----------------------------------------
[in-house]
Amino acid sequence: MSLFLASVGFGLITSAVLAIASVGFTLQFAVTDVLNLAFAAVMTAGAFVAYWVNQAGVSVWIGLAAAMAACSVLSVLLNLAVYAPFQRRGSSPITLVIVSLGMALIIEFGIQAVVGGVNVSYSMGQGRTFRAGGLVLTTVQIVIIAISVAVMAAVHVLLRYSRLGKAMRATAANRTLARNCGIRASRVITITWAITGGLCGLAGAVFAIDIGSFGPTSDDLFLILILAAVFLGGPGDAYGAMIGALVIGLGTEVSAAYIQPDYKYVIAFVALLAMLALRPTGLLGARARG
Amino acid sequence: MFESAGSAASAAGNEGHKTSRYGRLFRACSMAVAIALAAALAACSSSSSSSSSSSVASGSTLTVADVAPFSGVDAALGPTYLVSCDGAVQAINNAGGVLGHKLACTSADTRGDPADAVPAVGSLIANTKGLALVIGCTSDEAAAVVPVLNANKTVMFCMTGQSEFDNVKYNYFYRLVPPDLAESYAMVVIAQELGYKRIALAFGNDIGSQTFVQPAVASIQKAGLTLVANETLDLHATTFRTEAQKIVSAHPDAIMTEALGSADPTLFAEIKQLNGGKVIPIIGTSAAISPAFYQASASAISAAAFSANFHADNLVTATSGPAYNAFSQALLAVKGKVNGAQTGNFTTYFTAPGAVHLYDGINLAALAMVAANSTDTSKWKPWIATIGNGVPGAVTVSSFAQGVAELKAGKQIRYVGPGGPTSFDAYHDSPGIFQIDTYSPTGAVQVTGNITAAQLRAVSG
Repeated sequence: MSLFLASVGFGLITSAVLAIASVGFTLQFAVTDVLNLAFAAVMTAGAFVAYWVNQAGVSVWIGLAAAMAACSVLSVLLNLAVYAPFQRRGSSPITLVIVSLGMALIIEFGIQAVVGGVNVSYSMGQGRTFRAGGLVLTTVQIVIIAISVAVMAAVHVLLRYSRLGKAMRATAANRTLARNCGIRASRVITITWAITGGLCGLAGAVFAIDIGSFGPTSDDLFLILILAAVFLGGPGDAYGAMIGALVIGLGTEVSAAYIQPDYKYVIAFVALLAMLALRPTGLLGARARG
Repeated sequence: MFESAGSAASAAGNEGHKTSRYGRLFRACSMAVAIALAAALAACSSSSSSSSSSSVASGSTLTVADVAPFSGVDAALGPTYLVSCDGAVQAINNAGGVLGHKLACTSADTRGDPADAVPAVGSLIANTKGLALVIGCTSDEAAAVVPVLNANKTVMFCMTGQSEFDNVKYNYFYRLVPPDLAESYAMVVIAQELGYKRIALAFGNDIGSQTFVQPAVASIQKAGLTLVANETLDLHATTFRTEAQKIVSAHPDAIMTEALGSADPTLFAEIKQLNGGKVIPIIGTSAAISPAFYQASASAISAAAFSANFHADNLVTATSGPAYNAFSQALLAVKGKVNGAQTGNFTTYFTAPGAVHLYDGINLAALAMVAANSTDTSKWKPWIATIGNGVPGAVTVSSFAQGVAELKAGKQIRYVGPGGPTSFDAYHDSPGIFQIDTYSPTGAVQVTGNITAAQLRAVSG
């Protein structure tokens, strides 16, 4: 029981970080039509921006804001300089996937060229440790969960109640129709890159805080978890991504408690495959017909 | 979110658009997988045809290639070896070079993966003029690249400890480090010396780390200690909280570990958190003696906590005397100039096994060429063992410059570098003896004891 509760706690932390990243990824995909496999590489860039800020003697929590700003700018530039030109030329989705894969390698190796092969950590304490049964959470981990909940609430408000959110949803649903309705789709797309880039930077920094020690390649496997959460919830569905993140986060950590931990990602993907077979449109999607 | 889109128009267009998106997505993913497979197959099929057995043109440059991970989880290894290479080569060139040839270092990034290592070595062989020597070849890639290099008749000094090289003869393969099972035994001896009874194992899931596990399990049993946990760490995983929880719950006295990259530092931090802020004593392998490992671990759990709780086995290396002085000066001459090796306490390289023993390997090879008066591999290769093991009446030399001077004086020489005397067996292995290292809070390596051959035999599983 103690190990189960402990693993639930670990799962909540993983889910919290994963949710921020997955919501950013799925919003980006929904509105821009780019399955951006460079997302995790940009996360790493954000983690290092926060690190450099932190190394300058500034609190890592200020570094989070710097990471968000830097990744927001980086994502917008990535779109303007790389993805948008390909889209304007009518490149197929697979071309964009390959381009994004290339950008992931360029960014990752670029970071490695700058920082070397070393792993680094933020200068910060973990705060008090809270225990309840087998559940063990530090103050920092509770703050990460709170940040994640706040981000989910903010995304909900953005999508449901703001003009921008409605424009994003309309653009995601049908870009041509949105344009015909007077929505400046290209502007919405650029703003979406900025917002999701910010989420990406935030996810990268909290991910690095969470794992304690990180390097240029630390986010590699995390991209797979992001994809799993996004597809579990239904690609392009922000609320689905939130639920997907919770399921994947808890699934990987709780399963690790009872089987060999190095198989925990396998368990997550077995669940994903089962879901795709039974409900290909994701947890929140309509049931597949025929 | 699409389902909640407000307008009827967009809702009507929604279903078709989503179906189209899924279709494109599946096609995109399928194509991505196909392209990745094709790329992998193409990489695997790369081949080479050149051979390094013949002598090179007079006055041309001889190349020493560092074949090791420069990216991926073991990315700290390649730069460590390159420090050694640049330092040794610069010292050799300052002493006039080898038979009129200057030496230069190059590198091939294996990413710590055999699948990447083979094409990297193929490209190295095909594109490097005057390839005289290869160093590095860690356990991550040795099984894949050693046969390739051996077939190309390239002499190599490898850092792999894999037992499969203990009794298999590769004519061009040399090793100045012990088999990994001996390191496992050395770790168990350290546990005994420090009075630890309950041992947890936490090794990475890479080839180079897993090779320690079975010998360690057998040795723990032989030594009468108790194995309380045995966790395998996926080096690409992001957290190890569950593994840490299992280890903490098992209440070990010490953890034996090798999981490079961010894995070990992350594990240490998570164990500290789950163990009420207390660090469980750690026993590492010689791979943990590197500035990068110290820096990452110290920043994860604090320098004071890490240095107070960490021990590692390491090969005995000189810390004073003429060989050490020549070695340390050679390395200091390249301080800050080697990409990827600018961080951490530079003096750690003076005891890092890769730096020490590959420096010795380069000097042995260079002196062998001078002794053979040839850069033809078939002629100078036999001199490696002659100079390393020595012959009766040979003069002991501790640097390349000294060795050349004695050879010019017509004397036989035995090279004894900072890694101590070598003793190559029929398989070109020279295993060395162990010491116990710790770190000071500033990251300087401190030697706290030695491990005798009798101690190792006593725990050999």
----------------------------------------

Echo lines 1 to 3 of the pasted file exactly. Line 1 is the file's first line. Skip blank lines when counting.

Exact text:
[in-house]
Amino acid sequence: MSLFLASVGFGLITSAVLAIASVGFTLQFAVTDVLNLAFAAVMTAGAFVAYWVNQAGVSVWIGLAAAMAACSVLSVLLNLAVYAPFQRRGSSPITLVIVSLGMALIIEFGIQAVVGGVNVSYSMGQGRTFRAGGLVLTTVQIVIIAISVAVMAAVHVLLRYSRLGKAMRATAANRTLARNCGIRASRVITITWAITGGLCGLAGAVFAIDIGSFGPTSDDLFLILILAAVFLGGPGDAYGAMIGALVIGLGTEVSAAYIQPDYKYVIAFVALLAMLALRPTGLLGARARG
Amino acid sequence: MFESAGSAASAAGNEGHKTSRYGRLFRACSMAVAIALAAALAACSSSSSSSSSSSVASGSTLTVADVAPFSGVDAALGPTYLVSCDGAVQAINNAGGVLGHKLACTSADTRGDPADAVPAVGSLIANTKGLALVIGCTSDEAAAVVPVLNANKTVMFCMTGQSEFDNVKYNYFYRLVPPDLAESYAMVVIAQELGYKRIALAFGNDIGSQTFVQPAVASIQKAGLTLVANETLDLHATTFRTEAQKIVSAHPDAIMTEALGSADPTLFAEIKQLNGGKVIPIIGTSAAISPAFYQASASAISAAAFSANFHADNLVTATSGPAYNAFSQALLAVKGKVNGAQTGNFTTYFTAPGAVHLYDGINLAALAMVAANSTDTSKWKPWIATIGNGVPGAVTVSSFAQGVAELKAGKQIRYVGPGGPTSFDAYHDSPGIFQIDTYSPTGAVQVTGNITAAQLRAVSG